In the past, I’ve written about the way in which new urbanism needs to do a better job attending to issues of class. However, I want to avoid the accusation that new urbanism is classist in the same way that others have made the argument about race. The reality is that the kind of transformations that new urbanism envisions are a lot easier to do with resources, and those are easier to find in a city that’s expanding, and given the history of post-war urban development that tends to be a particular kind of city.

If we want to revive cities, and not just help cities already on the upswing, if we want to bring New Urbanism to the Detroits, Baltimores, and New Havens and not just the Seattles, Portlands, and Denvers, New Urbanists need to bring industrial policy into their worldview.

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Psychology of Public Policy – IHSS as a Model for a New Welfare State

In Budget Politics, California, Child Care, Economic Planning, Economics, Full Employment, History and Politics, Inequality, Liberalism, Living Wage, Political Ideology, Politics, Politics of Policy, Poverty, Progressivism, Public Policy, Public Sector, Social Democracy, Social Policy, Social Security, Welfare State, Youth Policy on April 27, 2011 at 4:30 am

Introduction:

(For previous parts in this series, see here)

One tricky dilemma that progressives have had to face about the welfare state has been the contradiction between our desire to provide universal protection against the great social ills (poverty, disease, lack of education, poor housing, and unemployment), which tends to be broadly supported by society, and society’s resistance to violations of the social norm of reciprocity. The easiest attack on welfare has always been to assert that other people are getting something for nothing and thus divide society between the payer and payee.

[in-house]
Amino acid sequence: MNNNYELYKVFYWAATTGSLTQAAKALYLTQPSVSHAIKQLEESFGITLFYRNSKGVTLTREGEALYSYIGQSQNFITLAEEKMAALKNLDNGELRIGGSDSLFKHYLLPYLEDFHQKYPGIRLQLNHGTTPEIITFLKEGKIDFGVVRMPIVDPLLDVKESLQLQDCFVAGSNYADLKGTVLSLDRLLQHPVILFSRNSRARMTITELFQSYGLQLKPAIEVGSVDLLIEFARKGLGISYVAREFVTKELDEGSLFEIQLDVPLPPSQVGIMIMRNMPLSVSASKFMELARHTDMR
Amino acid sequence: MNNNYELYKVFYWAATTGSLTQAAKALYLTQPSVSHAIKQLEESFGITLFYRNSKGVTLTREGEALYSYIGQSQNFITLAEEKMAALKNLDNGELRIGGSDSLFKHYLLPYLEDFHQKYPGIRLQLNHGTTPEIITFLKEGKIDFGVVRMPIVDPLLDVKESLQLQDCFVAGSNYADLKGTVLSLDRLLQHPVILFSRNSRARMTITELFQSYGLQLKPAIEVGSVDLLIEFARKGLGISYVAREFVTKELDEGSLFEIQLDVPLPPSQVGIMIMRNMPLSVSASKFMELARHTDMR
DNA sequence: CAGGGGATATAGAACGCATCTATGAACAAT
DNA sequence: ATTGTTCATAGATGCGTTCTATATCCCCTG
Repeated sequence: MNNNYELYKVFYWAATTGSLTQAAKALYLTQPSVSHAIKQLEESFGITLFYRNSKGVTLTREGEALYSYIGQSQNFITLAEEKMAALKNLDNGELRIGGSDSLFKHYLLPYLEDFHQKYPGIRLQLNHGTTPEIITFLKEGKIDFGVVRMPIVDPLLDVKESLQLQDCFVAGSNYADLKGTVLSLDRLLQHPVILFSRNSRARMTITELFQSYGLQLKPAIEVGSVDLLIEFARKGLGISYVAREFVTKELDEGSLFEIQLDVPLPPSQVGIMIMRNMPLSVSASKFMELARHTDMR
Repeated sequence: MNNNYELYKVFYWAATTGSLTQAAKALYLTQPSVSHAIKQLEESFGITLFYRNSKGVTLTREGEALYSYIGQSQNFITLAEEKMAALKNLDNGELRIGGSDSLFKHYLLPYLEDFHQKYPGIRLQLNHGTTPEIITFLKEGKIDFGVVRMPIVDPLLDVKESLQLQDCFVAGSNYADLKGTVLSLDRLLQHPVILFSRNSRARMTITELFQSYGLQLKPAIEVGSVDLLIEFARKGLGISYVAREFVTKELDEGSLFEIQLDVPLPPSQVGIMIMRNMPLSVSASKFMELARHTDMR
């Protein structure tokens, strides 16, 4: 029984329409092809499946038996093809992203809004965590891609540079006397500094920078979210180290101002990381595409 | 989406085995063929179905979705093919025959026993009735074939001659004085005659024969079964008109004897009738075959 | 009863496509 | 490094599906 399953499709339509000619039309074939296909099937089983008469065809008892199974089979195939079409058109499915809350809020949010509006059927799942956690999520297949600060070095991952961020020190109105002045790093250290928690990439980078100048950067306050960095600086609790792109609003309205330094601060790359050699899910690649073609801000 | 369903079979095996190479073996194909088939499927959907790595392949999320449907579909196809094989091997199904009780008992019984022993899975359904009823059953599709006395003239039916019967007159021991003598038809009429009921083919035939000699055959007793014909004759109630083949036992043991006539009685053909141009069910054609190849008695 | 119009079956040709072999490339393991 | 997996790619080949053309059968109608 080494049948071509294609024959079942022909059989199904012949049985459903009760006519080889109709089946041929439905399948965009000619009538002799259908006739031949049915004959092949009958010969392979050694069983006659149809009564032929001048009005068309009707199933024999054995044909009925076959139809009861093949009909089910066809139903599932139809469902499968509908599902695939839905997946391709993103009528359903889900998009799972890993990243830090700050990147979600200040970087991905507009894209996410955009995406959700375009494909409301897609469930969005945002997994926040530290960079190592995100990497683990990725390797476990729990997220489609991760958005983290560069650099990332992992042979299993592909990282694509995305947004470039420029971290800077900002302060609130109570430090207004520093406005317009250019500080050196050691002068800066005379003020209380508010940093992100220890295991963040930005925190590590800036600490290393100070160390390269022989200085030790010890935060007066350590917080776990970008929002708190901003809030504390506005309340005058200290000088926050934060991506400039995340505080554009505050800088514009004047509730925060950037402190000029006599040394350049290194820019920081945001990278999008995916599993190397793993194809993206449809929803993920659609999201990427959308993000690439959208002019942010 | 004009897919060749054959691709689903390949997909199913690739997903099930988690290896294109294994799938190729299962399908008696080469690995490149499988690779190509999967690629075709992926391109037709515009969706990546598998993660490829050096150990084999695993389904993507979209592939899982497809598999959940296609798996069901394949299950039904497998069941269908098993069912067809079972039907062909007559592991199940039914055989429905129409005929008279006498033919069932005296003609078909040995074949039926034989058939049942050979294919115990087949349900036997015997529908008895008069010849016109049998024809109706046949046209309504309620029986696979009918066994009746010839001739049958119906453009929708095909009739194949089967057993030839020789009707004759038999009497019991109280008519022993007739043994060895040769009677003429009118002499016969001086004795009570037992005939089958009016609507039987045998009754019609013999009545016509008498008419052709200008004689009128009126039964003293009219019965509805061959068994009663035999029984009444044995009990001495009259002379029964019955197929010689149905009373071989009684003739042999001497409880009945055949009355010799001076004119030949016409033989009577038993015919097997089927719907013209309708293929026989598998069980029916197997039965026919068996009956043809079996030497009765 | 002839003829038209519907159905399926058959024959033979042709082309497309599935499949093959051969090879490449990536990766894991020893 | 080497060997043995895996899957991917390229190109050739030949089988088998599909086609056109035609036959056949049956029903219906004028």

While progressives ran headlong into the brick wall of social resistance in the welfare politics of the 1970s, it’s not foreordained that all forms of social welfare have to meet the same fate. It is possible to be both right and smart – and learn to tack into the wind of public opinion.

Looking at the IHSS model gives us one possible solution for how to do just that.

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Hunting the Elephant in the Room: Inequality (Part III – Transfers and Pre-Tax)

In Budget Politics, Economic Planning, Economics, Inequality, Liberalism, Living Wage, Political Ideology, Political Parties, Politics, Politics of Policy, Poverty, Progressivism, Public Policy, Regulation, Social Democracy, Social Policy, Taxes, Welfare State on April 14, 2011 at 6:40 pm

Introduction:

In part 1, I discussed the emerging intellectual critical mass on inequality; in part 2, I discussed how our tax system can be made into a great engine of egalitarianism. Today I want to talk about the remaining major areas of public policy that can act against inequality – namely our post-tax transfer system and our pre-tax regulatory state.